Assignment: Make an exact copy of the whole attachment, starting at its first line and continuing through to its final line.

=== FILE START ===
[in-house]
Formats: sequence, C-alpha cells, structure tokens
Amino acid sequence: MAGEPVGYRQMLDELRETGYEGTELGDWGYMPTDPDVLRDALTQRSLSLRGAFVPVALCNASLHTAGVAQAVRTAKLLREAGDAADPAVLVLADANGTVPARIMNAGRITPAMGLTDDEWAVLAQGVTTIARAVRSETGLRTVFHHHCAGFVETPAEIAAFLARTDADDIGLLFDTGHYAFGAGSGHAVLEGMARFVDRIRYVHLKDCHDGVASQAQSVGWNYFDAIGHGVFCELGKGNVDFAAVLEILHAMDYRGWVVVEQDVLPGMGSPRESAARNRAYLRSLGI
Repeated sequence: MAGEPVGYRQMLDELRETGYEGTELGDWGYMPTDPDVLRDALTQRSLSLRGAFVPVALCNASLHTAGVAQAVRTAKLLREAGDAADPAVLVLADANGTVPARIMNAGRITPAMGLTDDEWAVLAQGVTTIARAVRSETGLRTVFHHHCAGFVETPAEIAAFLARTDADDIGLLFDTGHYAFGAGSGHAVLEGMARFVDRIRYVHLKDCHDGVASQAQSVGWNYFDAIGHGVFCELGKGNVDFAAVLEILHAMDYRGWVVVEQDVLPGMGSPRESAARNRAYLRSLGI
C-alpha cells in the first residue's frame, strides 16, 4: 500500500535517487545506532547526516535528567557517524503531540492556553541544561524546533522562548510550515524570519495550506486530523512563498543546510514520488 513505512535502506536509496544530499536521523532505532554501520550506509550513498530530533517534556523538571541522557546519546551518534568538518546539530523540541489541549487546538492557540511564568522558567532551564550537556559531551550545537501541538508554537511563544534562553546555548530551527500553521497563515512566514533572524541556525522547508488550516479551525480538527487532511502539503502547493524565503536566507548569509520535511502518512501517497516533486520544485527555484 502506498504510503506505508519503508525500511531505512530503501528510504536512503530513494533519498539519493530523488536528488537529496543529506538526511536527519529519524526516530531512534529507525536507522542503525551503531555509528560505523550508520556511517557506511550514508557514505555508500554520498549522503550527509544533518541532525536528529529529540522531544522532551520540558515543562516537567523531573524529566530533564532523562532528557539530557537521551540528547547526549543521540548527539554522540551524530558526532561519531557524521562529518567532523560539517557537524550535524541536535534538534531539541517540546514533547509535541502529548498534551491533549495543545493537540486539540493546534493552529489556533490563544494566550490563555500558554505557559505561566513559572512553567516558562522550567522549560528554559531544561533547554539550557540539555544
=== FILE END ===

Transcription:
[in-house]
Formats: sequence, C-alpha cells, structure tokens
Amino acid sequence: MAGEPVGYRQMLDELRETGYEGTELGDWGYMPTDPDVLRDALTQRSLSLRGAFVPVALCNASLHTAGVAQAVRTAKLLREAGDAADPAVLVLADANGTVPARIMNAGRITPAMGLTDDEWAVLAQGVTTIARAVRSETGLRTVFHHHCAGFVETPAEIAAFLARTDADDIGLLFDTGHYAFGAGSGHAVLEGMARFVDRIRYVHLKDCHDGVASQAQSVGWNYFDAIGHGVFCELGKGNVDFAAVLEILHAMDYRGWVVVEQDVLPGMGSPRESAARNRAYLRSLGI
Repeated sequence: MAGEPVGYRQMLDELRETGYEGTELGDWGYMPTDPDVLRDALTQRSLSLRGAFVPVALCNASLHTAGVAQAVRTAKLLREAGDAADPAVLVLADANGTVPARIMNAGRITPAMGLTDDEWAVLAQGVTTIARAVRSETGLRTVFHHHCAGFVETPAEIAAFLARTDADDIGLLFDTGHYAFGAGSGHAVLEGMARFVDRIRYVHLKDCHDGVASQAQSVGWNYFDAIGHGVFCELGKGNVDFAAVLEILHAMDYRGWVVVEQDVLPGMGSPRESAARNRAYLRSLGI
C-alpha cells in the first residue's frame, strides 16, 4: 500500500535517487545506532547526516535528567557517524503531540492556553541544561524546533522562548510550515524570519495550506486530523512563498543546510514520488 513505512535502506536509496544530499536521523532505532554501520550506509550513498530530533517534556523538571541522557546519546551518534568538518546539530523540541489541549487546538492557540511564568522558567532551564550537556559531551550545537501541538508554537511563544534562553546555548530551527500553521497563515512566514533572524541556525522547508488550516479551525480538527487532511502539503502547493524565503536566507548569509520535511502518512501517497516533486520544485527555484 502506498504510503506505508519503508525500511531505512530503501528510504536512503530513494533519498539519493530523488536528488537529496543529506538526511536527519529519524526516530531512534529507525536507522542503525551503531555509528560505523550508520556511517557506511550514508557514505555508500554520498549522503550527509544533518541532525536528529529529540522531544522532551520540558515543562516537567523531573524529566530533564532523562532528557539530557537521551540528547547526549543521540548527539554522540551524530558526532561519531557524521562529518567532523560539517557537524550535524541536535534538534531539541517540546514533547509535541502529548498534551491533549495543545493537540486539540493546534493552529489556533490563544494566550490563555500558554505557559505561566513559572512553567516558562522550567522549560528554559531544561533547554539550557540539555544